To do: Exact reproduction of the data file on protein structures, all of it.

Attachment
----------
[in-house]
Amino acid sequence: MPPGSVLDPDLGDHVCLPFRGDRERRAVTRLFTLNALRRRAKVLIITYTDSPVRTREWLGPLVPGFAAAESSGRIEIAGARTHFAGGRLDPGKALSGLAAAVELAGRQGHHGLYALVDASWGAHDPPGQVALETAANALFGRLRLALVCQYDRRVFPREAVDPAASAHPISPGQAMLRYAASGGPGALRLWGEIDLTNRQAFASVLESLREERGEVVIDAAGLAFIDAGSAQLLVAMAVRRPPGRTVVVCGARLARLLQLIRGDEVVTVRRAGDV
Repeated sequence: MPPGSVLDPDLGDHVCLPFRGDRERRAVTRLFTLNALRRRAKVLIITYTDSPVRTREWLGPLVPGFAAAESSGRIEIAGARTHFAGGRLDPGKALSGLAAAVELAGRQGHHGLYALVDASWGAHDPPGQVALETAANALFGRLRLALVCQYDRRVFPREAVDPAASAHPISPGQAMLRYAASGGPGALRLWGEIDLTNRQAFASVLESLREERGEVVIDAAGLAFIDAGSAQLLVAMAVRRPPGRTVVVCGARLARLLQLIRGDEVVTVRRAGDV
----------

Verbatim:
[in-house]
Amino acid sequence: MPPGSVLDPDLGDHVCLPFRGDRERRAVTRLFTLNALRRRAKVLIITYTDSPVRTREWLGPLVPGFAAAESSGRIEIAGARTHFAGGRLDPGKALSGLAAAVELAGRQGHHGLYALVDASWGAHDPPGQVALETAANALFGRLRLALVCQYDRRVFPREAVDPAASAHPISPGQAMLRYAASGGPGALRLWGEIDLTNRQAFASVLESLREERGEVVIDAAGLAFIDAGSAQLLVAMAVRRPPGRTVVVCGARLARLLQLIRGDEVVTVRRAGDV
Repeated sequence: MPPGSVLDPDLGDHVCLPFRGDRERRAVTRLFTLNALRRRAKVLIITYTDSPVRTREWLGPLVPGFAAAESSGRIEIAGARTHFAGGRLDPGKALSGLAAAVELAGRQGHHGLYALVDASWGAHDPPGQVALETAANALFGRLRLALVCQYDRRVFPREAVDPAASAHPISPGQAMLRYAASGGPGALRLWGEIDLTNRQAFASVLESLREERGEVVIDAAGLAFIDAGSAQLLVAMAVRRPPGRTVVVCGARLARLLQLIRGDEVVTVRRAGDV